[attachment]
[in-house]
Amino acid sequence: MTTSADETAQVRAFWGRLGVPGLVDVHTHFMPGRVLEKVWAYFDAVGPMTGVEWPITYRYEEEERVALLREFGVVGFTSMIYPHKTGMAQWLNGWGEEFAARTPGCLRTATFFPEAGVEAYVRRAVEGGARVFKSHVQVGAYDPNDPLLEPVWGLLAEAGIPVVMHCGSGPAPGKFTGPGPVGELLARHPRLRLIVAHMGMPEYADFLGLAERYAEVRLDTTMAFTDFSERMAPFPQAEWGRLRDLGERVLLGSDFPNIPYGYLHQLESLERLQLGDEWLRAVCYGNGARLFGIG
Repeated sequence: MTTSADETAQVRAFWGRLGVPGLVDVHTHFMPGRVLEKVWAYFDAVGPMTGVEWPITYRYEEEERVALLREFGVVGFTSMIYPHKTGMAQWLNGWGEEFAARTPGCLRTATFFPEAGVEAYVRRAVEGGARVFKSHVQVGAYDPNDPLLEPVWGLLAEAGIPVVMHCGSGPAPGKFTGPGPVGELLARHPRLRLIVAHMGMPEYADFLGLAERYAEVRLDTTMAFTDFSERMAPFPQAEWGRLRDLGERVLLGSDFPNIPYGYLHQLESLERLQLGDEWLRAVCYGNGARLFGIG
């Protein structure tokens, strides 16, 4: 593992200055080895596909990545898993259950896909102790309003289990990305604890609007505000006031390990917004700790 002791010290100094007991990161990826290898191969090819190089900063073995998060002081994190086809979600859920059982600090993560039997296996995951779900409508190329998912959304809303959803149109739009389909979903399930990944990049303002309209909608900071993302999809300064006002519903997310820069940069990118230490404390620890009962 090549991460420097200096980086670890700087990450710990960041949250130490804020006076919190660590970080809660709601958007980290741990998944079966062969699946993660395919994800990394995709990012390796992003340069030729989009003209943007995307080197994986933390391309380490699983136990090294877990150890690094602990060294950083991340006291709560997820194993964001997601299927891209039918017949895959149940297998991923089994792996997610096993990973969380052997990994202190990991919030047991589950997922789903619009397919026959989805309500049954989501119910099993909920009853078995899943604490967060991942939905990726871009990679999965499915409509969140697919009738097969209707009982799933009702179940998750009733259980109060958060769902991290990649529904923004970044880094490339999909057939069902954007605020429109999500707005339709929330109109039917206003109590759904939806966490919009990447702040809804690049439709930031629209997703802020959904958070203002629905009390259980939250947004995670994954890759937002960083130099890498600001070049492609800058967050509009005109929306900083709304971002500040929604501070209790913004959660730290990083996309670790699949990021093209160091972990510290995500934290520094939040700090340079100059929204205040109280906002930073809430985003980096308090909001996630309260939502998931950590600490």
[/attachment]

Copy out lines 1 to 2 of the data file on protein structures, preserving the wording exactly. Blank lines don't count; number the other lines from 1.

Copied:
[in-house]
Amino acid sequence: MTTSADETAQVRAFWGRLGVPGLVDVHTHFMPGRVLEKVWAYFDAVGPMTGVEWPITYRYEEEERVALLREFGVVGFTSMIYPHKTGMAQWLNGWGEEFAARTPGCLRTATFFPEAGVEAYVRRAVEGGARVFKSHVQVGAYDPNDPLLEPVWGLLAEAGIPVVMHCGSGPAPGKFTGPGPVGELLARHPRLRLIVAHMGMPEYADFLGLAERYAEVRLDTTMAFTDFSERMAPFPQAEWGRLRDLGERVLLGSDFPNIPYGYLHQLESLERLQLGDEWLRAVCYGNGARLFGIG